I just watched this powerful video by Simon Sinek. I admire the way he can give words to ideas and concepts that are hard to grasp. Being able to make invisible things visible – through images, words, sounds – is a unique talent.
This video, though, baffled me and I don’t know why. So I took some time to ponder on it. In my reflections, I found something I wrote more than two years ago that became the basis for this post.
The video is about passion and vision. Things that are usually referred to as something we should have or find to live a fulfilling life.
As Simon beautifully said, “passion is an output, not in input”. It is the outcome of doing something that has a meaning for us. That gives sense to our lives. Something we care about.
“The reason that people do things, especially heroic or major things, things that take a lot of effort, is because they care.” — Dave Gray
So, doing something meaningful, something you believe in, chasing a vision is what transform your experience into passion instead of stress.
This leads to the following question in Simon’s video; “how do I find what I believe in?”
Or, worded differently, “how do I find my vision?“.
This question is what unsettles me a bit.
Vision is often painted as that one big truth hiding somewhere and that we have to find to give meaning to our life. Whispering in the air, planted deep within us, written in our destiny or on the stars. With that picture in mind, some travel far from home to find their vision. Some spend years digging deep inside to uncover it under their fears. Some look for some visionary to follow. Some just wait.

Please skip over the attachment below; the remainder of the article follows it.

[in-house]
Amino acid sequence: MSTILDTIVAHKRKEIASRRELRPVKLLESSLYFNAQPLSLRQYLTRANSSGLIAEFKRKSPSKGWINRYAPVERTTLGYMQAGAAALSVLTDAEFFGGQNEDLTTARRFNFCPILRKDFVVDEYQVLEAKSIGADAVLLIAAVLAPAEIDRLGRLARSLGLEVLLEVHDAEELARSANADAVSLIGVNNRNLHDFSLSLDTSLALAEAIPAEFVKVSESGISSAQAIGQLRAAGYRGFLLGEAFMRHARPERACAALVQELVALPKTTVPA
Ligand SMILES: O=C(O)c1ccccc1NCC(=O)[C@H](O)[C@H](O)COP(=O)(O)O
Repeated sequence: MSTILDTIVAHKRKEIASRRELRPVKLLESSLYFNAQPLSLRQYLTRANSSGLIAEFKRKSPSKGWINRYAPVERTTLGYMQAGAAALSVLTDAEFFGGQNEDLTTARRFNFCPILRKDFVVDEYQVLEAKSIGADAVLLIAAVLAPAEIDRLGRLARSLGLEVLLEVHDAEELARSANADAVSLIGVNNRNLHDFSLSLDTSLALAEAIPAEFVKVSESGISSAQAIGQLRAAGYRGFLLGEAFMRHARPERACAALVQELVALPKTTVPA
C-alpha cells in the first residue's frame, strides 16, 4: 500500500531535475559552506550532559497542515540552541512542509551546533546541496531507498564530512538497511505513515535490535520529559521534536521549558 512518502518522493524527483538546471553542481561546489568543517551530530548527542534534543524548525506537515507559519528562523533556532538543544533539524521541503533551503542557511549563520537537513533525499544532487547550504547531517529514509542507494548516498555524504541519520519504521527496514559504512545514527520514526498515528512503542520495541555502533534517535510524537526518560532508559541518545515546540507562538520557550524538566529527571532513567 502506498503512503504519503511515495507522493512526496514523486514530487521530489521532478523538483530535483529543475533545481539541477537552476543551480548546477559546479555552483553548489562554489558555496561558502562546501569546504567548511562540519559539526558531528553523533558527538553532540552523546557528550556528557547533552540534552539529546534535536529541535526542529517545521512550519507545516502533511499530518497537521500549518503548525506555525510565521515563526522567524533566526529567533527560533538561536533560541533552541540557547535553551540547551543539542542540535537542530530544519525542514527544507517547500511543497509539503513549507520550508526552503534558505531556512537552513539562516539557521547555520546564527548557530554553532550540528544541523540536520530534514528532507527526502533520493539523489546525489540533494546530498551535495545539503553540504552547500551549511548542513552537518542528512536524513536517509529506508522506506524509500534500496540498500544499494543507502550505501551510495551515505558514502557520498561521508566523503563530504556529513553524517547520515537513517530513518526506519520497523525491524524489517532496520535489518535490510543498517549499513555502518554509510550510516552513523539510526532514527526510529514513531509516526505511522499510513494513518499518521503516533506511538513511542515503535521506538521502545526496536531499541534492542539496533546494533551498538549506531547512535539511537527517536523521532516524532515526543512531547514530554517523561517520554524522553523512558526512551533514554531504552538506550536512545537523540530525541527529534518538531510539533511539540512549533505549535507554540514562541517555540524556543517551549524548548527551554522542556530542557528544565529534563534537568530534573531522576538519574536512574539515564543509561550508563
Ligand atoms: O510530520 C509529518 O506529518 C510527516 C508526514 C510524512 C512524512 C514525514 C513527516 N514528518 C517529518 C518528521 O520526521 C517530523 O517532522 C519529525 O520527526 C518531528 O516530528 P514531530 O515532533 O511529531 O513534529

What if there is no such thing as “the vision”? What if we accept that life is more complex than that? Life would become a journey of open, continuous and curious exploration rather than a search for definitive answers. When we become too focused on the quest for the vision, we got trapped in what psychologist Omer Simsek calls the need for absolute truth.
I am also more and more convinced that the verb “finding” is deceiving. It keeps up hanging in our quest while distracting us from doing the real thing; to experience life.
What if the goal shifts from “finding your vision” to “growing into your vision“?
Then it’d be less critical to have full clarity – mind – about the vision and more important to feel – heart and guts – that you are living it.
So, passion is not only the outcome, but it also becomes your compass. If you feel stressed, what you’re doing is not align with your vision. But when you feel passionate and energised by what you’re doing, then you’re most probably living your vision even if you can’t verbalise it.
There are other two ideas in the video that capture my attention.
The first is the one about the value of being a follower instead of a visionary. The moment I get in touch with that vision, I feel called by it, and I embrace it, then it becomes my own vision too.
I believe that visionaries are not a creator, they are channels between the infinite knowledge of the universe and the material world. They channel the universal wisdom and make it available to everyone else. Their visions aren’t theirs. They are of everyone. So, we are all visionaries and followers at the same time.
And that leads me to the second point. I believe we all have the potential to be creative and be visionary. But that potential is often covered and hold back by our fears, beliefs and conditioning. The more we become aware, the more we can awake that potential.
All my work is based on the unshakable belief that every human being is extraordinary.
- “The Need for Absolute Truth and Self-Rumination as Basic Suppressors in the Relationship Between Private Self-Consciousness and Mental Health” by Ömer Faruk Şimşek, Aylin Ecem Ceylandağ &Gizem Akcan – link
- “Insight: The Power of Self-Awareness in a Self-Deluded World” by Tasha Eurich – link
- “Liminal Thinking: Create the Change You Want by Changing the Way You Think” by Dave Gray – link